Lots of unsubstantiated alternative eczema therapies are promoted in the press. Be wary of these claims. Miraculous natural cures for eczema often contain crushed cortisone tablets. Evening Primrose oil (or gamolenic acid), flaxseed & omega 3 oils offer no real additional benefit to eczema. Chinese herbal tea extracts have been evaluated but taste unpleasant and may even cause liver toxicity. Recalcitrant eczema on the face may respond to non-steroidal immune-modulator preparations such as Tacrolimus (Protopic) and Pimecrolimus (Elidel) however skin redness may be a temporary side effect. Ultra-violet light therapy treatment has been helpful so get out into the sunshine! There is growing proof that lactobacillus GG probiotics (Reuterina) supplemented in pregnancy, breastfeeding and early in life may reduce eczema in babies by altering their gut immune reactivity.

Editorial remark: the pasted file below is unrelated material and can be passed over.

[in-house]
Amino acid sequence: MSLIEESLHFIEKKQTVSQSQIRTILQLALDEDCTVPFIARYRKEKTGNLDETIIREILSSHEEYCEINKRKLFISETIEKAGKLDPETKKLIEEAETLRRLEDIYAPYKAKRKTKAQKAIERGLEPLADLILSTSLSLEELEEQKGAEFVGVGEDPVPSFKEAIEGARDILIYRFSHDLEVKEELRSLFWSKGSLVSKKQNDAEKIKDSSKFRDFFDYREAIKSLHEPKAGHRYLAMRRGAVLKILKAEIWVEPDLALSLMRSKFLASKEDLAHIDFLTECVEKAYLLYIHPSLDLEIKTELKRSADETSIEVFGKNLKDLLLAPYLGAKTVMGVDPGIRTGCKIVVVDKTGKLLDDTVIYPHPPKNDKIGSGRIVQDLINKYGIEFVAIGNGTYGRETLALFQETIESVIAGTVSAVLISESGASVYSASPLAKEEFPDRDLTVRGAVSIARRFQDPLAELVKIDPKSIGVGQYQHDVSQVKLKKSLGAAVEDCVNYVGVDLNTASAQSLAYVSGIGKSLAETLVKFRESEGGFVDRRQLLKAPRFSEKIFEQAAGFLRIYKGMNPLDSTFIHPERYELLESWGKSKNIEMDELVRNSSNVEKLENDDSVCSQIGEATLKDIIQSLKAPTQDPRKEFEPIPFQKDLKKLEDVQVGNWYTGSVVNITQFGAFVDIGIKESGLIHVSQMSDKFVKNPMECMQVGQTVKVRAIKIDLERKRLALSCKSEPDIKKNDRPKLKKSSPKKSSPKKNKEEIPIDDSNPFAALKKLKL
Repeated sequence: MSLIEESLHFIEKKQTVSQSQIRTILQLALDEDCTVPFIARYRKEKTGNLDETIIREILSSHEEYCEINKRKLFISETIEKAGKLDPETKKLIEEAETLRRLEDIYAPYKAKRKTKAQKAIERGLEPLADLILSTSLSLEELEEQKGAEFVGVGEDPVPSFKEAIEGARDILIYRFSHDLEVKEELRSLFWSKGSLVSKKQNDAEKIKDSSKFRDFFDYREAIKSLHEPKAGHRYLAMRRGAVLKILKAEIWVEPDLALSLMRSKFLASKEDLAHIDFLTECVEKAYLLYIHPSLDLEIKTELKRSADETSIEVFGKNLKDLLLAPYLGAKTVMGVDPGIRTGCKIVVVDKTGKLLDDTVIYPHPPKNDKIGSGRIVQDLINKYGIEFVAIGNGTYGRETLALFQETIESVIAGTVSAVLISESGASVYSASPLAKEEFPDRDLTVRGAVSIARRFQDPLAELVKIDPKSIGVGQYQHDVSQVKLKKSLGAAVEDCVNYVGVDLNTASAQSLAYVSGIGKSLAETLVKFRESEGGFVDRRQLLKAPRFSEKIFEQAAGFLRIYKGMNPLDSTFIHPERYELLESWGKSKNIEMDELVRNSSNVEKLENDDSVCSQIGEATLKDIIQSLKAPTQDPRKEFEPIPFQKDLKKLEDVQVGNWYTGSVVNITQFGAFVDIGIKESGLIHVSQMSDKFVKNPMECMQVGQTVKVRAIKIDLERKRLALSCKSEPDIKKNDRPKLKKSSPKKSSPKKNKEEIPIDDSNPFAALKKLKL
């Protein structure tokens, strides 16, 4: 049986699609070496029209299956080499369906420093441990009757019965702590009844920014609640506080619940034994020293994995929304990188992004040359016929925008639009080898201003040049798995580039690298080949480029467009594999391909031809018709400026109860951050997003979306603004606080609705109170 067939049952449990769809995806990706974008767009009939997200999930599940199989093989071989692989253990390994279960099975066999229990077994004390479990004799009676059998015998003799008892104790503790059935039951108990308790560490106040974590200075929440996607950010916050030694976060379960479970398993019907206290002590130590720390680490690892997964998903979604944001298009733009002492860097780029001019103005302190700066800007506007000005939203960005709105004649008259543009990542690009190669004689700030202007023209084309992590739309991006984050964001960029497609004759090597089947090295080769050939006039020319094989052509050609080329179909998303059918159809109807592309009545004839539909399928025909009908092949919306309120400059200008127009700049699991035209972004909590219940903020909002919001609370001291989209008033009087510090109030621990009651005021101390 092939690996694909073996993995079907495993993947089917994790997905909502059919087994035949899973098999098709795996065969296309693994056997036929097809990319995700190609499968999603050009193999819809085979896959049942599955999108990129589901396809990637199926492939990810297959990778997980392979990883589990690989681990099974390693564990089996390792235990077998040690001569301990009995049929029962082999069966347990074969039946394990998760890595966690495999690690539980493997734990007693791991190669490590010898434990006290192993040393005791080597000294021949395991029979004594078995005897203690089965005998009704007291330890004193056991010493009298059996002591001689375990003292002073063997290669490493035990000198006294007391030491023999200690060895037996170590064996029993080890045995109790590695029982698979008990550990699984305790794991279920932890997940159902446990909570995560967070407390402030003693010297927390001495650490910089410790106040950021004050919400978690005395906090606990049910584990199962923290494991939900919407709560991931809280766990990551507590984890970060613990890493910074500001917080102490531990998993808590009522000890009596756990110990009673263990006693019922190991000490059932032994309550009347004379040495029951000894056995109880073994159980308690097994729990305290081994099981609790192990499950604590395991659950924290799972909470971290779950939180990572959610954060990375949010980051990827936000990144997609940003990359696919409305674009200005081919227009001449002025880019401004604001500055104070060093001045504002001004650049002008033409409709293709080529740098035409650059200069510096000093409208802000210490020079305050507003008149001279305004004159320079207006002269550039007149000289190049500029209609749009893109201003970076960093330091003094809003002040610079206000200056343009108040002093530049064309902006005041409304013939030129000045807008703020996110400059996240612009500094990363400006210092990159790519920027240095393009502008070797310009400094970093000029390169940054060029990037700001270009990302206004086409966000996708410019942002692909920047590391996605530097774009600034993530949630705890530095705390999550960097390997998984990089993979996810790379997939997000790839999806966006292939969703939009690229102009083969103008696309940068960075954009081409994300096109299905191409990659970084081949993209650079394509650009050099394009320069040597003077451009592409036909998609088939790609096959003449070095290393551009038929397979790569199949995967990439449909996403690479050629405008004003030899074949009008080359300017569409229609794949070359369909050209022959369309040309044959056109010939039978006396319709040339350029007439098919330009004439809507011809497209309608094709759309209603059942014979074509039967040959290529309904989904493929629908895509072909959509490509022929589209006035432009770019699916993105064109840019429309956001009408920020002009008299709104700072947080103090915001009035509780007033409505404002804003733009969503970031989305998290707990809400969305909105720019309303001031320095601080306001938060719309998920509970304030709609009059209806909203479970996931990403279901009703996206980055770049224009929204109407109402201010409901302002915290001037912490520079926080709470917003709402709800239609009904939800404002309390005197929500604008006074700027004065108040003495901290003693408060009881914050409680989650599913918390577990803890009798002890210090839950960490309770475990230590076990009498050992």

Laws and Penalties: Concerns over growing illegal AAS abuse by teenagers, and many of the just discussed long-term effects, led Congress in 1991 to place the whole AAS class of drugs into Schedule III of the Controlled Substances Act (CSA). Under this legislation, AAS are defined as any drug or hormonal substance, chemically and pharmacologically related to T (other than estrogens, progestins, and corticosteroids) that promotes muscle growth. The possession or sale of AAS without a valid prescription is illegal. Since 1991, simple possession of illegally obtained AAS carry a maximum penalty of one year in prison and a minimum $1,000 fine if this is an individual’s first drug offense. The maximum penalty for trafficking (selling or possessing enough to be suspected of selling) is five years in prison and a fine of $250,000 if this is the individual’s first felony drug offense. If this is the second felony drug offense, the maximum period of imprisonment and the maximum fine both double. While the above listed penalties are for federal offenses, individual states have also implemented fines and penalties for illegal use of AAS. State executive offices have also recognized the seriousness of AAS abuse and other drugs of abuse in schools. For example, the State of Virginia enacted a law that will allow student drug testing as a legitimate school drug prevention program (48, 49).